Chilli Thrips: A Pictorial Guide
Master Rosarian, Houston Rose Society
Roses & You, July 2020
Click on the above slideshow to enlarge the images and read about each one.
Chilli thrips attack more than 130 different types of plants that grow in Texas. If it grows here … it is on the chilli thrips buffet.
Without control in one Texas season a chilli thrips population can increase from 40 to 419 Quadrillion. They will not go away on their own!
Immediate identification and implementation of controls are critical.
For more information go to: www.houstonrose.org (Chilli Thrips)
Cut off all damaged parts of the plants. Bag and dispose of damaged plant material to reduce breeding populations. Do not compost infected plant material.
Start chemical treatment with products rated for chilli thrips (e.g. Spinosad, Imidacloprid, Dinotefuran, Abamectin). Nursery professionals also report Monterrey Horticultural Oil and Suffoil-X are effective suffocants. Only a few pesticides work on chilli thrips. Spray when pests are not swarming (best times before 10:00 a.m. and after 2:00 p.m.)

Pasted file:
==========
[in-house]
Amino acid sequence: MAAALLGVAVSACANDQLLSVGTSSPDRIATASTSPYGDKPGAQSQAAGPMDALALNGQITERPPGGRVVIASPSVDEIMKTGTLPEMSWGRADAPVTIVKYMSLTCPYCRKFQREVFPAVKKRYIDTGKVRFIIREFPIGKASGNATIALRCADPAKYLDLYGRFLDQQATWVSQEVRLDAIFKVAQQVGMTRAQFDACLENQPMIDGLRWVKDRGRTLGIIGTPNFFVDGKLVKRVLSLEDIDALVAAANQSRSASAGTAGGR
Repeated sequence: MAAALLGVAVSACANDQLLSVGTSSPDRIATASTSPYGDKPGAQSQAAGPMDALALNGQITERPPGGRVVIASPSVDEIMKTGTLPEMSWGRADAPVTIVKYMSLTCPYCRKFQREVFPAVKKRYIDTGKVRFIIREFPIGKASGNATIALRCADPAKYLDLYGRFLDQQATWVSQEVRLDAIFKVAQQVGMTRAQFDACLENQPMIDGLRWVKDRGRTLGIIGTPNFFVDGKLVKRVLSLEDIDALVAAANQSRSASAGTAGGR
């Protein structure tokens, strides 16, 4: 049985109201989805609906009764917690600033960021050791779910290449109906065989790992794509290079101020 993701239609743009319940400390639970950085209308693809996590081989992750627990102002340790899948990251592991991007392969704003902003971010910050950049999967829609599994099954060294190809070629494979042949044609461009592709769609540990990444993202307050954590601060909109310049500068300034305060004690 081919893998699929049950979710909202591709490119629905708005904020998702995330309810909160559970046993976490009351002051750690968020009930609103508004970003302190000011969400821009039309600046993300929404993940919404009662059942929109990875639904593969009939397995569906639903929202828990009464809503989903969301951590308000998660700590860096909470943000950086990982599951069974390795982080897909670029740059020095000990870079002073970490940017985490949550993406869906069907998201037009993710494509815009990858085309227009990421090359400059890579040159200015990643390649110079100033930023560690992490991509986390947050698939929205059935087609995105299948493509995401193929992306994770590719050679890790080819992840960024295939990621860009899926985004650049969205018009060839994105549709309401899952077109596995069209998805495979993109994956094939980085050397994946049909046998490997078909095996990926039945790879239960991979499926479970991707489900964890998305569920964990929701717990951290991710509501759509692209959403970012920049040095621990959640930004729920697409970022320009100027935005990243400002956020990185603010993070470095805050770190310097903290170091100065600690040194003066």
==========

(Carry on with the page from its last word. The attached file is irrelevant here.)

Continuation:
Biological controls are important in chilli thrips management. Some are Amblyseius swirskii (predatory mite) and Orius insidiosus (insidious flower bug)
Continue treatment until symptoms disappear.
Chilli thrips are problematic in Houston from May to September.
If you suspect that chilli thrips are in your garden:
Cut samples of leaves, buds and stems from symptomatic plants;
Put the samples in a gallon zip lock bag with a folded piece of dry paper towel;
Seal the bag;
Label the bag with (1) your name, (2) your contact information, (3) the city, county, state where the sample was taken, (4) date the sample was taken and (5) specie of the host plant (e.g. rose, hybiscus, basil, etc.);
Complete the attached sample submission form and send the sample by overnight delivery it to:
Horticulture Extension Specialist
Texas AgriLife Extension Service
1710 FM 3053 North
Overton, Texas 75684
Schedule the delivery so that samples arrive Monday through Thursday.